GOOD MORNING FROM LONDON
In May 2022 in South Korea, the winner of last week’s tight Presidential Election, Mr Yoon Suk-yeol will take office. He is quite new to politics with little foreign affairs experience. He leads the conservative People Power Party and a big question hanging over the transition of power is whether the incoming Yoon will risk a confrontation with China over the key question of the instalment of the US-made THAAD missile system (Terminal High Altitude Area Defense). Yoon defeated his opponent, President Moon Jae-in by less than one percentage point, the narrowest of margins.
Yoon was astute + gained support by arguing that his left-leaning opponent was too lenient with China. During the Election, anti-China sentiment increased in connection with the Beijing Winter Olympics where two South Korean speed skaters were disqualified from an event that was won by Chinese skaters. South Korea entered an appeal that was rejected by the Olympic officials.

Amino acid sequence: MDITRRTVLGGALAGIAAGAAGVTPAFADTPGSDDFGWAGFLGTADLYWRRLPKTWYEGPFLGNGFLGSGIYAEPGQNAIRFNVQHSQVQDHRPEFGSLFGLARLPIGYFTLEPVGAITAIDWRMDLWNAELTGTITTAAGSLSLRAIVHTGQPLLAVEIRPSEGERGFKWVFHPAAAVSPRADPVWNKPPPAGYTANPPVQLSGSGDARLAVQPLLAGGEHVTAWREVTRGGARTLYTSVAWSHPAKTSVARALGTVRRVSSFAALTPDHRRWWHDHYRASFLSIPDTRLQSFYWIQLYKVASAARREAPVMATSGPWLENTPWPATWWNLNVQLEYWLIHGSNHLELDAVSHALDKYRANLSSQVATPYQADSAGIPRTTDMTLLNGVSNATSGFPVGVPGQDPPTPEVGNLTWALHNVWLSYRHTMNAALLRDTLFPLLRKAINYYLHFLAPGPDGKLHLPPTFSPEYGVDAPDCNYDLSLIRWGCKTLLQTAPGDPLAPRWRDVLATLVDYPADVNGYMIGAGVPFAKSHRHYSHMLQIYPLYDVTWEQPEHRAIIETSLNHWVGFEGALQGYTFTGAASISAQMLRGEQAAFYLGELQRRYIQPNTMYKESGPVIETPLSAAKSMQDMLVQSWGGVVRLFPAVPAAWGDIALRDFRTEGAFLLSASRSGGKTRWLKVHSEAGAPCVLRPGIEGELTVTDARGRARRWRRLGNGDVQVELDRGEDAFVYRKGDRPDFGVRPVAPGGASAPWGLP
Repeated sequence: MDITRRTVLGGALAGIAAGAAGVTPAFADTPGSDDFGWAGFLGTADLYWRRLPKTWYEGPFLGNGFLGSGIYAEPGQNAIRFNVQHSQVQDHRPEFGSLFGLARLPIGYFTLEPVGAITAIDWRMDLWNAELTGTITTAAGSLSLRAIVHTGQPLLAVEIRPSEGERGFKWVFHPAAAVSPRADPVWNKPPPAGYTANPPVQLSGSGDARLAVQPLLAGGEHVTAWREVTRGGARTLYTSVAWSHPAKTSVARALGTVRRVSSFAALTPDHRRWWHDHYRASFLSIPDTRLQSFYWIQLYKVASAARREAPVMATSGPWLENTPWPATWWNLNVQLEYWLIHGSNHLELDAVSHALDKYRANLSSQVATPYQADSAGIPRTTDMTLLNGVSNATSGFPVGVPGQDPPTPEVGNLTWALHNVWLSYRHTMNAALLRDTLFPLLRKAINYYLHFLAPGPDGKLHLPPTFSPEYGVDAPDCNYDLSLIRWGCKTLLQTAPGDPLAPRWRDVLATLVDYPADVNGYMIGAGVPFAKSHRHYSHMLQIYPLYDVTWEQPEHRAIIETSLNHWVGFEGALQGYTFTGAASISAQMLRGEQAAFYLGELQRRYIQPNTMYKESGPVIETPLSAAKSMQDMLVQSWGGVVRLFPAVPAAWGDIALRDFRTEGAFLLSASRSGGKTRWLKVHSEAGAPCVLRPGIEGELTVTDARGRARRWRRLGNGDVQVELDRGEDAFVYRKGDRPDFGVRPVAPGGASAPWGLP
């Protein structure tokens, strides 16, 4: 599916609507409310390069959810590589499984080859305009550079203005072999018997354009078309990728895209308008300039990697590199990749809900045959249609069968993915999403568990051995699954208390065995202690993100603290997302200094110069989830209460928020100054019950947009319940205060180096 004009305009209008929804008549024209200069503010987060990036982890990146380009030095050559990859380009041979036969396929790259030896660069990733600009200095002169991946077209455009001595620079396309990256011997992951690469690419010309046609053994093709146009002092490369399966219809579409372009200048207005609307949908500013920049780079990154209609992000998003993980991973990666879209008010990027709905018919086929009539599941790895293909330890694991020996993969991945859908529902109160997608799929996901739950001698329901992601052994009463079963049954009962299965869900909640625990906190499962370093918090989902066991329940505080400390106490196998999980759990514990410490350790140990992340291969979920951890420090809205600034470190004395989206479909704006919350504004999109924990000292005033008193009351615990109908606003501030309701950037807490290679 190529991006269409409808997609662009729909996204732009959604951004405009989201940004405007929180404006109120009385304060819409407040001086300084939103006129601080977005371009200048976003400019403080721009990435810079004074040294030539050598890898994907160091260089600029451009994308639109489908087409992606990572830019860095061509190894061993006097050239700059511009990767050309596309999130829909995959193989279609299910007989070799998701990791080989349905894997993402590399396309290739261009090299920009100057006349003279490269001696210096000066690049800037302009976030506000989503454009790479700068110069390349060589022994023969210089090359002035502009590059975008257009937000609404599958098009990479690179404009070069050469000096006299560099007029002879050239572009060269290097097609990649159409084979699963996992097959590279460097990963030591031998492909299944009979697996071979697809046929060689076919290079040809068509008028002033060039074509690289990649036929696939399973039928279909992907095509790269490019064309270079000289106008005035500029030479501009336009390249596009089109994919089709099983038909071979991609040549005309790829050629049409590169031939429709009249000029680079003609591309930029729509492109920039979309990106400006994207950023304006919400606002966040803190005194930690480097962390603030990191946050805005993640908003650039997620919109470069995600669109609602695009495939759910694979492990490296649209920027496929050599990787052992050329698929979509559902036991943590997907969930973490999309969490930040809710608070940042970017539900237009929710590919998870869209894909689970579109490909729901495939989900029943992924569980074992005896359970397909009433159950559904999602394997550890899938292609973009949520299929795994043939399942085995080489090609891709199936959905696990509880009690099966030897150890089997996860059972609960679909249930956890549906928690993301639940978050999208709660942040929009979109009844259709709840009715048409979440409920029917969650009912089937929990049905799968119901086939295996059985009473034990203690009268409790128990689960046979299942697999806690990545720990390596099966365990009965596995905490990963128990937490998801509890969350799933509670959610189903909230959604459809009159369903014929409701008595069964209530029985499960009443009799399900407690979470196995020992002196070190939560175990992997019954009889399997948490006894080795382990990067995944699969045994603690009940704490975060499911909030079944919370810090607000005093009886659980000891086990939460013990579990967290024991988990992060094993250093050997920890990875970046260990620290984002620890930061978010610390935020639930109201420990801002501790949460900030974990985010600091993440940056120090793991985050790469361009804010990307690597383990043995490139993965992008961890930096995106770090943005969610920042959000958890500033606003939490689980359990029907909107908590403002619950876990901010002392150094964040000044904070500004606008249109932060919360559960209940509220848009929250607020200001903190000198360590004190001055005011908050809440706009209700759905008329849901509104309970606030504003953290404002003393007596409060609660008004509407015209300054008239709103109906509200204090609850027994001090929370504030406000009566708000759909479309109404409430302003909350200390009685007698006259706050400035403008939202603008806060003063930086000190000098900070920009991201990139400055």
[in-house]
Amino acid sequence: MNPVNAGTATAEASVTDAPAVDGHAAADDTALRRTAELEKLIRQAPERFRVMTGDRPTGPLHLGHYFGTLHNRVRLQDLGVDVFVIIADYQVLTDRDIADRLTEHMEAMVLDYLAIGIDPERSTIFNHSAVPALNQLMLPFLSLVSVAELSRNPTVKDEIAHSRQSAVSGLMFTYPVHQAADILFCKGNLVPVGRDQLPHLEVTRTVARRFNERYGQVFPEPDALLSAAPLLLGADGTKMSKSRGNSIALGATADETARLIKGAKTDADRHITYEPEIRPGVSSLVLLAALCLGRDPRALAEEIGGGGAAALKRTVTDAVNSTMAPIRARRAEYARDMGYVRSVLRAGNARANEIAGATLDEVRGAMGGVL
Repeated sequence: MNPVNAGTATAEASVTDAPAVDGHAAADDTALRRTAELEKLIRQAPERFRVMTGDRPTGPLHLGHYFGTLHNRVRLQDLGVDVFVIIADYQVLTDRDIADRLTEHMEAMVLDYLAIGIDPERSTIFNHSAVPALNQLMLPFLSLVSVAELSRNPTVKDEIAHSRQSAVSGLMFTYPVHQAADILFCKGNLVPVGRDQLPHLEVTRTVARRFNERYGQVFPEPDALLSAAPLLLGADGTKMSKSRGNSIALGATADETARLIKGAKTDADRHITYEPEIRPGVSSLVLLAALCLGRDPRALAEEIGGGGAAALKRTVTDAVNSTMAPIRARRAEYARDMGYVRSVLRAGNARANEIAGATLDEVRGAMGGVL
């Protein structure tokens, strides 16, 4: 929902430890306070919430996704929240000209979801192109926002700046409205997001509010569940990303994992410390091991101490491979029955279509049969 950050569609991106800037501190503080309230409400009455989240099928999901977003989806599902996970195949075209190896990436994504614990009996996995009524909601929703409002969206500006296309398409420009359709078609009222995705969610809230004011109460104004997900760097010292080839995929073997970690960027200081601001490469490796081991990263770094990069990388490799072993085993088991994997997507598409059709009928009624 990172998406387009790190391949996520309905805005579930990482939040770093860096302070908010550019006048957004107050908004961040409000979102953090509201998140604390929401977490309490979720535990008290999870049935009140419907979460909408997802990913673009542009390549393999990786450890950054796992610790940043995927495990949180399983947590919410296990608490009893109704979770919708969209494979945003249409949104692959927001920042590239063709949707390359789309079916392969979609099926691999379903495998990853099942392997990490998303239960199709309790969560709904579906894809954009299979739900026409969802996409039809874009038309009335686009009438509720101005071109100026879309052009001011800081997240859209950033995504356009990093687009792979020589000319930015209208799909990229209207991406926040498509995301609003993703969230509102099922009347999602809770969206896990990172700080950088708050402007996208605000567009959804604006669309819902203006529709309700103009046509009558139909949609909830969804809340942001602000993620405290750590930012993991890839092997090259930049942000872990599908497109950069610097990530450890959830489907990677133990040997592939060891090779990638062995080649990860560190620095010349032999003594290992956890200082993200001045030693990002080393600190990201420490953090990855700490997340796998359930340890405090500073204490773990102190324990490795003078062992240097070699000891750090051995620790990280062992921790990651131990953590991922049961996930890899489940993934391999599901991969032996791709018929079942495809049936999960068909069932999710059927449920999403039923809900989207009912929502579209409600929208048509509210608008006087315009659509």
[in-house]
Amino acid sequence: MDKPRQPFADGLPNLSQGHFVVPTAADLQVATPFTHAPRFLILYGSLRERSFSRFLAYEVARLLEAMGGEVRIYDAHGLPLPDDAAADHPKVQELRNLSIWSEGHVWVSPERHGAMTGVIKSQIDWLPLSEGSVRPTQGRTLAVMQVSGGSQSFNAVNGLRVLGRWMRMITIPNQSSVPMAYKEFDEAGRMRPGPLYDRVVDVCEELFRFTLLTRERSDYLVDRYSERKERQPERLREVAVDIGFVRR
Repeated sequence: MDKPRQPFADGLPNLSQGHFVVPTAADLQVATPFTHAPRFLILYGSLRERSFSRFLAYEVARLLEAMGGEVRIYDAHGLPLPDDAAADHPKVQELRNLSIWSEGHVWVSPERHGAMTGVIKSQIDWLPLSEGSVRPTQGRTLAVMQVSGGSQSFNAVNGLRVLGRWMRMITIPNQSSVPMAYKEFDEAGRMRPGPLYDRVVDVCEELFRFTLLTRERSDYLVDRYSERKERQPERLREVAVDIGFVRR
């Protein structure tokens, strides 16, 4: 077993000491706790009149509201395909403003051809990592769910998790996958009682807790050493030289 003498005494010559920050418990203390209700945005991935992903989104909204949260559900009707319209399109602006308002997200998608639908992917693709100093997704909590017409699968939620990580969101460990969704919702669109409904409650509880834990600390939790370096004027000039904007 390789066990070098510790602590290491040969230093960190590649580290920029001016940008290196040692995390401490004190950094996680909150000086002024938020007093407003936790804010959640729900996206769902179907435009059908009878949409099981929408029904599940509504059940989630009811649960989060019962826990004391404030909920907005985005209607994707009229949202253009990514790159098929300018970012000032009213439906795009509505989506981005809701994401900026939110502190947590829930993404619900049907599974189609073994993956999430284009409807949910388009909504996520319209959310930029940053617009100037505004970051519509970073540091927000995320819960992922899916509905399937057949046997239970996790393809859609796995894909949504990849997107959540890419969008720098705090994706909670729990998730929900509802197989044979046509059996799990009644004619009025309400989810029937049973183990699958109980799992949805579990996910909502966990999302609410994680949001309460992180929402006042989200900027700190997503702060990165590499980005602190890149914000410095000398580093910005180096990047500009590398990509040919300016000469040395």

Yoon has said that his main foreign policy goal will be to bolster the country’s alliance with the US and the indications are that the THAAD issue will continue to strengthen S Korea/US relations. China has objected to S Korea’s adoption of THAAD because its radar could be used to carry out surveillance of China’s territory. A change for the worse is, therefore, expected in the state of relations between South Korea and China. How will he affect stability in South East Asia?
China will watch and wait. It recognises a state’s right to select its government. Governments do come + go and the political temperature can move in both directions. China looks for continuity but is braced for disruption. She will encourage the maintenance of good state-to-state relations – but with its eyes wide open.
#378 ON 18 MARCH 2022